Some dude is being bumped off in a burning antiques shop/factory in London, but never mind that because it’s Joshua Peabody Day in Cabot Cove.

The Fletchmobile is out, you know it’s serious.

For reasons known only to themselves, a documentary film crew have decided to make a film about Joshua Peabody, and they’ve brought out the big guns

It’s a crack cast of filmmakers to be sure

As Cabot Cove’s most famous and always correct resident, JB is narrating the documentary and delivering it flawlessly. The director, Richard Hawkes (aka Jeffrey Nordling) wants to include a music box as part of a transition sequence, but it’s not working. Jessica suggests the Godfreys antique shop in town as a place that could get it fixed.

Thomas Godfrey gets to work on repairing the music box while his wife Nancy (aka April O’Neil from the original Ninja Turtles) tells Seth that his costume 100% absolutely was shrunk after a flood and that’s why it doesn’t fit properly. She also tells JB that her drawers have arrived – JB is delighted but notices with her keen powers of observation that the handles don’t match. Nancy apologises profusely and swears she will get that fixed post haste.

Thomas declares he’s found the reason for the faulty music box – it’s a piece of paper jammed in the mechanism. Jess unfolds the page and discovers it’s a letter to Joshua Peabody (who died in Cabot Cove possibly) from George Washington accusing him of treason and ordering him to stand trial.

Seth is unsurprised and says the way the world is going these days it doesn’t surprise him that another hero has been shot down in flames.

Never dedicate a day to your heroes. Except for Tom Hanks. There should be a Tom Hanks Day.

Armed with this Startling Revelation, Jessica goes to see the last descendants of Joshua Peabody, Edith Peabody and her daughter Louise. Louise doesn’t seem too shaken either, but Edith is having none of it.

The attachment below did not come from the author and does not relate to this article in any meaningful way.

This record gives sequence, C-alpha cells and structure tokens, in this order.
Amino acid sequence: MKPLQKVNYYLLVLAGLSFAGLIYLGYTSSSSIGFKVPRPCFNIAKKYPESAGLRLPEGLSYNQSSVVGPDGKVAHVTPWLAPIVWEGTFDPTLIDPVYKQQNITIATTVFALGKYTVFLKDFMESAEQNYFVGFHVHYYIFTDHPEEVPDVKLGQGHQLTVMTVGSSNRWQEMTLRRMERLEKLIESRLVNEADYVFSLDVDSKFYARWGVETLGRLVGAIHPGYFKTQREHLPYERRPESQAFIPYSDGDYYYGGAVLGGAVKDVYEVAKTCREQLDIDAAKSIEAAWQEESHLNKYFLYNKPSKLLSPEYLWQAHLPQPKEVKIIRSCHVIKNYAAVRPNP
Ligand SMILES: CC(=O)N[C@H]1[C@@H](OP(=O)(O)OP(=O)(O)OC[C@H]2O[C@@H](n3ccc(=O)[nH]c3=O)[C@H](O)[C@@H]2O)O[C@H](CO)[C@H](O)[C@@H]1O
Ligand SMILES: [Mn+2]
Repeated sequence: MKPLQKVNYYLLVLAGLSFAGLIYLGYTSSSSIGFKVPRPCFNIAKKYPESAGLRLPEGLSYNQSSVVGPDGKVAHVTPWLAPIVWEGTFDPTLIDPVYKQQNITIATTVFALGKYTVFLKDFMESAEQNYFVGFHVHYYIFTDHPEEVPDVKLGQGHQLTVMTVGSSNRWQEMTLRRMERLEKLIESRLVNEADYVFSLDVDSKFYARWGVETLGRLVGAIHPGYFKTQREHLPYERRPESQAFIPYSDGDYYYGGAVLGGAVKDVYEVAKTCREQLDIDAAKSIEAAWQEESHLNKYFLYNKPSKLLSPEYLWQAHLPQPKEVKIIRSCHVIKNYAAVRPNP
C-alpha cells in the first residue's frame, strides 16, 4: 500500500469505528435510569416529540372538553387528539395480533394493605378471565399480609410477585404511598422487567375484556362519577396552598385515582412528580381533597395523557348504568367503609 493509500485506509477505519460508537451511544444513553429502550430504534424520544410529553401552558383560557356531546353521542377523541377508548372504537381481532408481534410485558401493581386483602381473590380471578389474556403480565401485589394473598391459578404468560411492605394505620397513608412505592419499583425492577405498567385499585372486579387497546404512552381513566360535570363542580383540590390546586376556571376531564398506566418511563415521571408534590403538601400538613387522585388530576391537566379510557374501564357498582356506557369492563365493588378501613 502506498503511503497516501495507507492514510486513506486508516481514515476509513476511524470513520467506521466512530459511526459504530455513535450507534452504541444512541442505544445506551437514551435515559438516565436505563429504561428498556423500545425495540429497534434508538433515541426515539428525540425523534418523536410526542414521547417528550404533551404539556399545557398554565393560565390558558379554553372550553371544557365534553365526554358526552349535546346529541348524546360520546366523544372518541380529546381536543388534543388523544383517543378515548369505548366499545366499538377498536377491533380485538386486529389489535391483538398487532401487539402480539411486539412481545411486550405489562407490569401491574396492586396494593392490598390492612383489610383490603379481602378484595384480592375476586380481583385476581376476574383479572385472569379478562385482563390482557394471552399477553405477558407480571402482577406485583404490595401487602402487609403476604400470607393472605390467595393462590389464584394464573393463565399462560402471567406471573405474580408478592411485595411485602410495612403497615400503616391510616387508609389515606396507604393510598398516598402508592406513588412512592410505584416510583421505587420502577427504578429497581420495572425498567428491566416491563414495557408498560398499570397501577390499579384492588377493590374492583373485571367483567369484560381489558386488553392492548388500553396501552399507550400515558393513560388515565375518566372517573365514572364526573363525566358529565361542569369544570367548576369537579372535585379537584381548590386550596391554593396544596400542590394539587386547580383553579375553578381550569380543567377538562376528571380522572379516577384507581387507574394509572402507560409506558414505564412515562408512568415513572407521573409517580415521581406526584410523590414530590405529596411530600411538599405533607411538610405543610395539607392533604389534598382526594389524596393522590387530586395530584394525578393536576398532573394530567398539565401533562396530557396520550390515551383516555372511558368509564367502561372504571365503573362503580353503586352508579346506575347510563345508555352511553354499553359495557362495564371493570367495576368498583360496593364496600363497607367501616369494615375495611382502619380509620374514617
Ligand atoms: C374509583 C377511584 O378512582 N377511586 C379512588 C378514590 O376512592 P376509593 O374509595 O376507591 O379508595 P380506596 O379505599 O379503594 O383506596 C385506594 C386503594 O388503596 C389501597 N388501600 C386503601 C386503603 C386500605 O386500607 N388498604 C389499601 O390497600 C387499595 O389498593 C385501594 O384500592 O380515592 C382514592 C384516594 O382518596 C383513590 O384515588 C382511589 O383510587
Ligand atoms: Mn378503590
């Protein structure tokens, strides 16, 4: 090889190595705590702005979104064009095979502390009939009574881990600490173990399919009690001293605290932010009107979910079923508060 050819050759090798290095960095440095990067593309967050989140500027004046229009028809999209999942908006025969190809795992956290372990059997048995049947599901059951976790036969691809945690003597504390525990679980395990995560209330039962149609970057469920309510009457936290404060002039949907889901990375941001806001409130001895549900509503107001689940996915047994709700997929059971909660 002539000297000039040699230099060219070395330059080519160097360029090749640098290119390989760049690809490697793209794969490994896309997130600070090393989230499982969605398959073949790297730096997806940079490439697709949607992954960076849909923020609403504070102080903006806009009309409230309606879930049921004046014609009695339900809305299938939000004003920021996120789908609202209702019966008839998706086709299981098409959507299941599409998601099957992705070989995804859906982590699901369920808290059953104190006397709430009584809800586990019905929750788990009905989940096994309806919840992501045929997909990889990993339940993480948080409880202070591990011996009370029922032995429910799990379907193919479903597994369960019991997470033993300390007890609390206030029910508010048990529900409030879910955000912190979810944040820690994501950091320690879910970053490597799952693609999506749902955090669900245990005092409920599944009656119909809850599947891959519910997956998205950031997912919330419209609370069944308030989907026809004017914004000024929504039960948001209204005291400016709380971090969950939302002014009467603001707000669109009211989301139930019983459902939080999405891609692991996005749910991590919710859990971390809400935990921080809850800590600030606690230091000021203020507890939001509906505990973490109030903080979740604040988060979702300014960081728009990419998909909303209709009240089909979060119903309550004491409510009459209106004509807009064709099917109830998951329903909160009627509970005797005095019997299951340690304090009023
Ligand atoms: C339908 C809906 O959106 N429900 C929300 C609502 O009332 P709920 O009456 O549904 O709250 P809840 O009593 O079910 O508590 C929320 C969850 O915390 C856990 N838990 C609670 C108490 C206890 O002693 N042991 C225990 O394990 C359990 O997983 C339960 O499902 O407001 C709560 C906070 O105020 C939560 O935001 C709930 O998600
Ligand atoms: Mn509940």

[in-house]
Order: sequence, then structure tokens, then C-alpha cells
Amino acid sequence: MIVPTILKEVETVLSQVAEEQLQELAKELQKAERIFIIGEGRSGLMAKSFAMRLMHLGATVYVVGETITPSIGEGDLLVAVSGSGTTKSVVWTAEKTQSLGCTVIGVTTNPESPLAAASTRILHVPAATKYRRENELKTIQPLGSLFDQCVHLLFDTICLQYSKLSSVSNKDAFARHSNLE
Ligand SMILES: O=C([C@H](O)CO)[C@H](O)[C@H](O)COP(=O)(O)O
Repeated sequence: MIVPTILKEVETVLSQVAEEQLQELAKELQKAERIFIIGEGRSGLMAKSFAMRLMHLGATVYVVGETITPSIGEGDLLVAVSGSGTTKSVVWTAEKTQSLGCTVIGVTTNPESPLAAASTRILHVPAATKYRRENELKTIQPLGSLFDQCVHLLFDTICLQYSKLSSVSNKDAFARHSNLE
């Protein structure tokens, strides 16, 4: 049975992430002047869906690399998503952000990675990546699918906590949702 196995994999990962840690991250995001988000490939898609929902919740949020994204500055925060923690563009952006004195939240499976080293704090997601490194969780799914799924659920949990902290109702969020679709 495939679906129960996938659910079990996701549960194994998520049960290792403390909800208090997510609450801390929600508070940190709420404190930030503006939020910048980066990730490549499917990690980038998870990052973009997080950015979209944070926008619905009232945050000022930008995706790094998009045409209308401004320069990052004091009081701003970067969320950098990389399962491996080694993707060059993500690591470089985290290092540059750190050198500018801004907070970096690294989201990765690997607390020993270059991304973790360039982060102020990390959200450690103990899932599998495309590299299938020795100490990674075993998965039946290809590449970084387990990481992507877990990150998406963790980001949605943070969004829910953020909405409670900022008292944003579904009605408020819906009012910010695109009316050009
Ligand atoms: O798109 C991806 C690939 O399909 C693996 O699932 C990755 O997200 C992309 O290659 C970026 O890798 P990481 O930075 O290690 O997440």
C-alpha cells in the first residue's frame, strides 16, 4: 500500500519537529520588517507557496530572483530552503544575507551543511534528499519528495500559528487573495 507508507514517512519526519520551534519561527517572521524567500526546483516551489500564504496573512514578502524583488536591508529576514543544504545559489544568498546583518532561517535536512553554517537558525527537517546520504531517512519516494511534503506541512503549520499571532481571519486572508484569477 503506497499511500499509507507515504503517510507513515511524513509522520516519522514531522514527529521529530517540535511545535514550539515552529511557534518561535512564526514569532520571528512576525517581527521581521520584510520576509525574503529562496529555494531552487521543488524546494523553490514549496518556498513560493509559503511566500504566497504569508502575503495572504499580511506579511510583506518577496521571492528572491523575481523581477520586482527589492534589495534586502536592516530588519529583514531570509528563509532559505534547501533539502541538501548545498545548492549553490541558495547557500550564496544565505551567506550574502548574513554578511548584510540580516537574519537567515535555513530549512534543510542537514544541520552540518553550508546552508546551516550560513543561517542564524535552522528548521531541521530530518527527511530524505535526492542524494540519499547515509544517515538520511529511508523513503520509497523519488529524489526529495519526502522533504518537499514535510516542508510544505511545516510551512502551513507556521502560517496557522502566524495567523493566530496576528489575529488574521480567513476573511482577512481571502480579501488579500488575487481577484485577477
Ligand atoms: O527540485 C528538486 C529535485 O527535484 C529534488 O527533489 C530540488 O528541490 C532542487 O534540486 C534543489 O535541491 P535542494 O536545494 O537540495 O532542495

Edith is not going to stand for this outrage.

Edith insists the letter is a hoax and must be destroyed, but Jessica insists that either way it needs to be examined at the university lab.

Edith is becoming my favourite person in this episode

Over at the Godfrey’s antique store, it’s clear that there’s trouble in paradise – Thomas is pissed at Nancy for stuffing up their best client’s order when they are so close to losing everything, and Nancy is pissed that Thomas blew what money they had on advertising for Joshua Peabody Day. Nancy storms off, just as a creepy British dude (who watched the burning building in London, spoilers) wanders in to ask about Dutch colonial pieces of which the Godfrey’s have none.

Dutch colonial pieces is almost definitely code for meth.

Early results are in on the incriminating letter, and Dr Roy Blakely informs Jess, Mort and Seth that at the moment the document looks real but tests will confirm it. Mort worries about what this will do to local tourism, but Jess finds it odd that the letter was even kept, considering the home team won the Battle of Cabot Cove, where Joshua Peabody died.  Word of the letter has reached the film crew office too, and while the producer Frederick Chiltern Bob Kendall and the director of photography Amelia Farnum are adamant the documentary needs to be about the discovery, Richard Hawkes is not interested until the letter is proven real or fake and ends the discussion by taking Louise Peabody out to dinner.

Back at the Sheriff’s office, Edith has turned up demanding to know why no one has been arrested for planting the letter. Mort tells her there’s no evidence of a break-in at Peabody House.

Edith is going rogue in 3…2…1…

 

The news doesn’t get any better for Edith, as JB and Seth wander in to inform them that according to the lab the paper and ink are a match for two hundred years old. They can’t prove it’s a fake, even if it’s a good one. Edith blames Jessica entirely for everything ever.